Yellow roses have had a significance in my life, in my family.
They were the flower of my first marriage, from my wedding bouquet to the many anniversaries that followed. When Andy died on September 23 our lives were changed forever. 26 years later, I remember.
We bought 41 yellow roses for his memorial, for he was 41. I handed them out to his colleagues; paramedics and police, and later when we visited the fresh grave the roses were strewn over it, a blanket of yellow.
Later when I wrote about our story we named my little publishing company Yellow Rose Publishing. It seemed fitting.
The other day as I walked into work, I captured the beauty of this yellow rose near the hospital. So beautiful.
And appropriate. For again I find myself in a place of grief, mourning a precious friend who died rather unexpectedly, even though she was frail.
Sometimes you don’t realize how precious a friendship is until conversation is no more, and I think of the gifts we shared. Yes, we talked about the troubles of the world, but then shared the joys of our grandchildren, we laughed at the silliest of jokes, and after our conversation we always prayed. We prayed to God who knew, who cared. And our visits always ended with “I love you”.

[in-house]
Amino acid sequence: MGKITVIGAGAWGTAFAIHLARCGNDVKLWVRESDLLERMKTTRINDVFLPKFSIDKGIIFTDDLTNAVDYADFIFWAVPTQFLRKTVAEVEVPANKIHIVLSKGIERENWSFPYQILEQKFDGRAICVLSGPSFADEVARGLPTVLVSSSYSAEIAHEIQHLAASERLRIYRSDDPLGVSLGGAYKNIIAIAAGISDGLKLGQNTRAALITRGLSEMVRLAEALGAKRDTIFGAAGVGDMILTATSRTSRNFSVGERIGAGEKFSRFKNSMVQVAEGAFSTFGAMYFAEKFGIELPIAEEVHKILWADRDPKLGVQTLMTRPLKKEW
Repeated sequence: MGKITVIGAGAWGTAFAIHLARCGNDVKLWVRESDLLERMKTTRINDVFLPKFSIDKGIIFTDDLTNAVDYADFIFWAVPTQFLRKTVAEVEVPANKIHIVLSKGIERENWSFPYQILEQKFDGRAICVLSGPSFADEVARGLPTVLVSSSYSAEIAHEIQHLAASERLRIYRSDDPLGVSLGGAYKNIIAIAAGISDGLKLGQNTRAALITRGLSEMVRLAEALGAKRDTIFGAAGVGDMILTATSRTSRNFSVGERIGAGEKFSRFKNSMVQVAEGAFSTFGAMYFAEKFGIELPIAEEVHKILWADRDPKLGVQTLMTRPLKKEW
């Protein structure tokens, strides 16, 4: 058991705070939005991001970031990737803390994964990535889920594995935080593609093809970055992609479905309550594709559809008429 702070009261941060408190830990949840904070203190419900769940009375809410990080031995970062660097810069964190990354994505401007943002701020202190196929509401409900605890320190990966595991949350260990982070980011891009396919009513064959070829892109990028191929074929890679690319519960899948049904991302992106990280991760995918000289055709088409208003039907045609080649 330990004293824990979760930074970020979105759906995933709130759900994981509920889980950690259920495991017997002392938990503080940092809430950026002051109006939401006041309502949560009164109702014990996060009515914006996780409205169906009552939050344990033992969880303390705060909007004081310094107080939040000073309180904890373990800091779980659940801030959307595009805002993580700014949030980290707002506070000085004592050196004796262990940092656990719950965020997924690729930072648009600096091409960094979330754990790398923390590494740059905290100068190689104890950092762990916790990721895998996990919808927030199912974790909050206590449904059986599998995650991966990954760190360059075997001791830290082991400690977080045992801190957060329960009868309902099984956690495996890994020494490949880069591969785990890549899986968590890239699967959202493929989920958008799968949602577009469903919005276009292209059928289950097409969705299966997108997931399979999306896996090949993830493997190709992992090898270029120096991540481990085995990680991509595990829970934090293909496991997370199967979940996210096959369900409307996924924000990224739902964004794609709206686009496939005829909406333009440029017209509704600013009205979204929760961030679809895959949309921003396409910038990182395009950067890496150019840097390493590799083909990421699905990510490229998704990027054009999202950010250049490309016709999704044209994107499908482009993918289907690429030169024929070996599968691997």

Life is fragile. Handle with prayer. That was the saying on an old needlework piece I did years ago, and it still rings true. I sat this week with another couple, death threatening to separate them in this world. I listened. I prayed.
There are beginnings. And endings. Life is precious and good and sad.
They say grief is the price you pay for love. Perhaps. Love is a gift that lasts, even as the picture I took of that beautiful rose will last. The rose itself is gone, perhaps it’s petals gracing the ground. But the gift of its beauty is a memory that will remain.
“So we fix our eyes not on what is seen, but on what is unseen. For what is seen is temporary, but what is unseen is eternal.” 2 Corinthians 4:18 (NIV)